We often hear some economic jargon and get baffled. We think that this might be some very technical or complex thing. But sometimes reality is far from this thought. On this platform, we always try to boost your banking knowledge. Today, we will talk about Nostro and Vostro Bank accounts, so that when you hear these words next, you know what the other person is talking about.
Well, Nostro and Vostro are not two different accounts but are two different words used to describe a single bank account, depending on the situation. These terms are used usually in connection with international trade or other financial transactions between two banks.
When a transaction takes place between two banks, both banks have to record the amount of money transferred between the two. The terms Nostro and Vostro are used to differentiate between the two sets of accounting records maintained by each bank in their personal account.
What is an account?
The account is a record of money owed or held by a third party, usually a bank, but this can be either a company or an individual.
When Bank X refer to “our” account held by another bank, Bank Y, this is denoted as Nostro account in Bank X’s record. Nostro means “ours,” and it is jargon used to refer to “our money deposited in your bank.” A Nostro account is a record of a bank whose money is deposited in another bank. The purpose of maintaining these accounts is to simplify trading and settlement of forex transactions.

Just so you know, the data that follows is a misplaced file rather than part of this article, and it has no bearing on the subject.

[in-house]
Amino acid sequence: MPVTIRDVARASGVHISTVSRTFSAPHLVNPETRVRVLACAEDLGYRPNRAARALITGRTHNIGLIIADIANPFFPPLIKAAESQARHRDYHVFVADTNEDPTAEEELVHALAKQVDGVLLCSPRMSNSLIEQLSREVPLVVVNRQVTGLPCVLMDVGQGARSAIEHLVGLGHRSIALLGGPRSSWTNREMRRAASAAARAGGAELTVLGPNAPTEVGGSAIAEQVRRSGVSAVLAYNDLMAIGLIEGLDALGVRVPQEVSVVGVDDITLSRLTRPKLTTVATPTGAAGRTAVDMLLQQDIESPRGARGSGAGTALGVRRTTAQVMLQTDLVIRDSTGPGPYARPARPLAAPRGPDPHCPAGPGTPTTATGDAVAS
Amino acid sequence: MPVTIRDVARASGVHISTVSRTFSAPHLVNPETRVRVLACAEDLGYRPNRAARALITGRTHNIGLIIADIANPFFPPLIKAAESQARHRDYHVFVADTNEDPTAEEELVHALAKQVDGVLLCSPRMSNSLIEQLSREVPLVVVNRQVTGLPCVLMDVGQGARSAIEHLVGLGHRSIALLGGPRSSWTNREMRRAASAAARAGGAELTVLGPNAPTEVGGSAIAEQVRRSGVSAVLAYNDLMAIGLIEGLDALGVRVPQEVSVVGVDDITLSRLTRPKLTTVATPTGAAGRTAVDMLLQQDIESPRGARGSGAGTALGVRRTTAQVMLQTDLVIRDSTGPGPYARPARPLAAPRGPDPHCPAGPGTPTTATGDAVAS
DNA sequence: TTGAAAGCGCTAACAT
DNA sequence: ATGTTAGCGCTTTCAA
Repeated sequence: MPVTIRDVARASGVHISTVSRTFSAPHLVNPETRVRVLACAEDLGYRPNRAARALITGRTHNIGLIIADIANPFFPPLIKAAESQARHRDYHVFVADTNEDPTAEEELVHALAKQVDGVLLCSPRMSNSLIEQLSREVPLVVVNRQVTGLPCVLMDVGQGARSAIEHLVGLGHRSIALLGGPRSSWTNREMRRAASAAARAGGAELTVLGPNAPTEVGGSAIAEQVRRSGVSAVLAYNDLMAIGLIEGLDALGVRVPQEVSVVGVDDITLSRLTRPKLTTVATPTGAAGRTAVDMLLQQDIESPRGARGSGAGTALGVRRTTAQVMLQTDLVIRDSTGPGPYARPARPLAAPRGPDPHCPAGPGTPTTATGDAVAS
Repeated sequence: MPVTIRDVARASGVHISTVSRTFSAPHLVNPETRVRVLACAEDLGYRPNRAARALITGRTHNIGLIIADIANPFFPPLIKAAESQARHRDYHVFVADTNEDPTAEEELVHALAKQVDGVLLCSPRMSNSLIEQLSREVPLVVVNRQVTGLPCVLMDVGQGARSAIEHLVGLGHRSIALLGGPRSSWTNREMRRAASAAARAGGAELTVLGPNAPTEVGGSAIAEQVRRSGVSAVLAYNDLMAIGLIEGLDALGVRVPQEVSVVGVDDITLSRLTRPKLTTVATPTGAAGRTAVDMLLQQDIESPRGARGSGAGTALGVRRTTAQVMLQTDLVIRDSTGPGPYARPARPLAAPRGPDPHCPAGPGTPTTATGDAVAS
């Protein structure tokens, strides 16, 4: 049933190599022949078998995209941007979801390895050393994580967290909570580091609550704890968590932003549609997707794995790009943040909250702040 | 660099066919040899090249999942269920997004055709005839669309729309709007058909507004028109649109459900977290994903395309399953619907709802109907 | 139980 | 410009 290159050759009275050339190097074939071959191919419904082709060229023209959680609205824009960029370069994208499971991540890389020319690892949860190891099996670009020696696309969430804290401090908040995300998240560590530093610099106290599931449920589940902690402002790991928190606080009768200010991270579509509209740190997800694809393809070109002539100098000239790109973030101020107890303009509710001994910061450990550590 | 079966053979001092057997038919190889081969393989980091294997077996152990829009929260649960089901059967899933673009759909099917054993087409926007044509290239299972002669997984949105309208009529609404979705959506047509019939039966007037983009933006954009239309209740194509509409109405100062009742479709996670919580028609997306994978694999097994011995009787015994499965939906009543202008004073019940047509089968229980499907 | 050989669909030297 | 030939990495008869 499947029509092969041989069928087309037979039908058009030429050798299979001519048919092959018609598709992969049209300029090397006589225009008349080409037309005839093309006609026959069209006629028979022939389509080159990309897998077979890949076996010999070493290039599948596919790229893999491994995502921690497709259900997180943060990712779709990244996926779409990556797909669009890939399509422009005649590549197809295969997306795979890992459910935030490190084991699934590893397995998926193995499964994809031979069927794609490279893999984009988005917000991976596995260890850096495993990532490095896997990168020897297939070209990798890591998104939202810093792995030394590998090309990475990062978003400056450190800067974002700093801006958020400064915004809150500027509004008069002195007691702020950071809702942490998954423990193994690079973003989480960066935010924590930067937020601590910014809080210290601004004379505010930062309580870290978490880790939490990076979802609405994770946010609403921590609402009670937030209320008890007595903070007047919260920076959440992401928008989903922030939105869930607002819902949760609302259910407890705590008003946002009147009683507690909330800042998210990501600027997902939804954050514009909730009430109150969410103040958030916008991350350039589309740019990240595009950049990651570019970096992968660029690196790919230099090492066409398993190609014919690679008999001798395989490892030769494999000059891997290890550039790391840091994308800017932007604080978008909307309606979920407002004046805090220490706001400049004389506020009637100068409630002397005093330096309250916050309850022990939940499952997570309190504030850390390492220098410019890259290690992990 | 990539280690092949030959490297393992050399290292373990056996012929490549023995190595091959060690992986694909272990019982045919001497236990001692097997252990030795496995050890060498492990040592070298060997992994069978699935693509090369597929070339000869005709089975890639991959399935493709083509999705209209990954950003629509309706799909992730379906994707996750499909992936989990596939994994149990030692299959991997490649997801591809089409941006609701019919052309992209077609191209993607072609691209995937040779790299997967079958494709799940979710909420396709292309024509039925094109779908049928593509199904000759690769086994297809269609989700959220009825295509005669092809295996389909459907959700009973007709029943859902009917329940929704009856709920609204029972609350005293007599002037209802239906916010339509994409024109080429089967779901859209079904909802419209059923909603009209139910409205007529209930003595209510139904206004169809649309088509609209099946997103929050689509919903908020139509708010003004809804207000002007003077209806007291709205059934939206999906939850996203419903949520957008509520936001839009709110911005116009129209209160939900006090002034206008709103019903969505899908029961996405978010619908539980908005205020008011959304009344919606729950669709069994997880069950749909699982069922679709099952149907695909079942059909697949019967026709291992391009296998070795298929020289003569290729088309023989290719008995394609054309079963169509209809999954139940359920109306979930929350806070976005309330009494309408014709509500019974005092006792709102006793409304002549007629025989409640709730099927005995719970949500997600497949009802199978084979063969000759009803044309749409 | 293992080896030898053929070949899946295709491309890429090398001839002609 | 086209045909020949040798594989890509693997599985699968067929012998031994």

The term Vostro account is used by the receiver bank. In the context of the above example. Vostro account is a term used by Bank Y, where Bank X’s deposits are deposited. Vostro means “yours,” and refers to “your money that is deposited in our bank.” A Vostro account is like any other account held by a bank. A Vostro account is maintained in the currency of the country where the money is deposited.
Still not clear?
No worries, for a better understanding, let’s take an example. Suppose any Indian Bank X sends money to its customers in India as remittances from the UAE. Since this Bank X has no physical branches in the UAE, it enters into an agreement with a Bank Y in UAE, here the latter opens an account for X in Dirhams. In this way, businesses sending money to UAE customers and Bank X account holders in India will be credited to an account that is held Bank Y.
The deposited funds will then be transferred via SWIFT by Bank Y to Bank X’s Dirhams account in India. Bank X receives money in Dirham currency, converts it to local currency ie. INR, and deposits it into the local accounts of the recipients.
From Bank X perspective, its Dirham account with Bank Y is a NOSTRO account. From Bank Y perspective, it maintains a VOSTRO account for Bank X in Dirham.
Nostro accounts with debit balances are considered cash assets. In contrast, Vostro accounts with credit balances have liabilities.